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    The republican argument – a Jewish point of view

    Because of historical forces, Australia is on the road to a republic. There are Jews on both sides of the debate, and the arguments they put forward have little to do with their Jewishness. There is, however, a Jewish doctrine of government; and while that in itself does not require a Jew to vote in a certain way, Judaism would tend to favour a republic over a monarchy.

    The Torah clearly recognises the institution of monarchy. In a leading passage (Deut. 17:14-20) we read, “When you come to the land which the Lord your God gives you and you possess it and dwell in it, and you say, ‘I will set a king over me, like all the nations that are around me’, you shall surely set over yourself a king whom the Lord your God shall choose. One from among your brethren shall you set as king over you; you may not set a stranger over you who is not your brother.”

    Yet the people are later castigated by Samuel for requesting a king: “The thing displeased Samuel, when they said, ‘Give us a king to judge us’.” God assures him that the people’s request is not a reflection on Samuel’s leadership but a mark of disrespect to God himself: “They have not rejected you but they have rejected Me, that I should not be king over them.” Nonetheless God allows the appointment of a king but he instructs Samuel to warn the people that kings make demands and impose burdens and the people will be sorry in the end (I Sam.8)

    What does the Torah mean when it says, “You shall surely set over yourself a king”? Does the verse mean “you may” or “you must” appoint a king? One view is that there is no absolute requirement to have a king but if the people really insist “you may” appoint one. The more normative view is that when the time conies “you must” have a king, but he must be someone approved by God. He is not above the law and must conduct himself with restraint and dignity, for example in terms of how many wives, horses and other assets he may have. Neither view suggests that a people should be without government. The Sefer HaChinuch explains that a nation needs one head, even a bad one, so that it will not disintegrate into machloket (Mitzvot 71 and 497).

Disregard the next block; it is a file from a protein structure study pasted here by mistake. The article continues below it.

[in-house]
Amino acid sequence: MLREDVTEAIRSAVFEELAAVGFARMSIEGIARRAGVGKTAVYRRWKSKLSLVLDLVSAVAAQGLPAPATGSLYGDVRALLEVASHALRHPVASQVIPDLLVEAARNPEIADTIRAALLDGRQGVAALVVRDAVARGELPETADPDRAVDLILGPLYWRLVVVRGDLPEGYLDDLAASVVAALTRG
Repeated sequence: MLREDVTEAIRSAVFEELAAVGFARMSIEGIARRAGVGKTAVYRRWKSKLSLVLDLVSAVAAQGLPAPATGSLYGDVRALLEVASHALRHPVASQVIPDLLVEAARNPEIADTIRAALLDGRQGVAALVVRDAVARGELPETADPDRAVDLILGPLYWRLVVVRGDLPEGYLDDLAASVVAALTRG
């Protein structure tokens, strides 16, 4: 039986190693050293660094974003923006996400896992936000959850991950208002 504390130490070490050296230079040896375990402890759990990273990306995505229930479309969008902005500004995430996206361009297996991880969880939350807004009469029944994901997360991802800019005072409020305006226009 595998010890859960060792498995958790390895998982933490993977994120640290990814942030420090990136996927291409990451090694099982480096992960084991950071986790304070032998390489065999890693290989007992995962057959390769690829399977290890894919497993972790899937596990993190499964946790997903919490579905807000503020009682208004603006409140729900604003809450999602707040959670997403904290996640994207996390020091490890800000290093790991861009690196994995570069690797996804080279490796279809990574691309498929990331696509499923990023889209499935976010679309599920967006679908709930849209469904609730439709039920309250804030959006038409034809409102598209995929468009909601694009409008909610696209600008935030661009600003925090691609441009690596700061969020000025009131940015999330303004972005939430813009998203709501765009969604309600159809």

The Samuel chapter recognises that people who want a king may have one. Nonetheless it implies that a different form of leadership would have been better. It is not that God would run the government of Israel by Himself, but just as He who said, “I the Lord am your healer” (Ex 15:26) deputed human physicians to act on His behalf, so He may have preferred government to be exercised on His behalf by a presumably non-hereditary judge who did not require royal style, pretensions or pomposity. A judge would by definition be more educated and pious than a king and would adhere to the principles that God had laid down.

    The option of a republic is not systematically debated in Jewish sources until the Middle Ages, when the matter was rigorously analysed in Isaac Abravanel’s Biblical comentary. Abravanel was in an unique position to know what he was talking about. His experience in government is unique in the annals of the Diaspora. In the Golden Age of Spanish Jewry he was an acclaimed and accomplished statesman, a leading adviser to the kings of three states and to the republican government of another.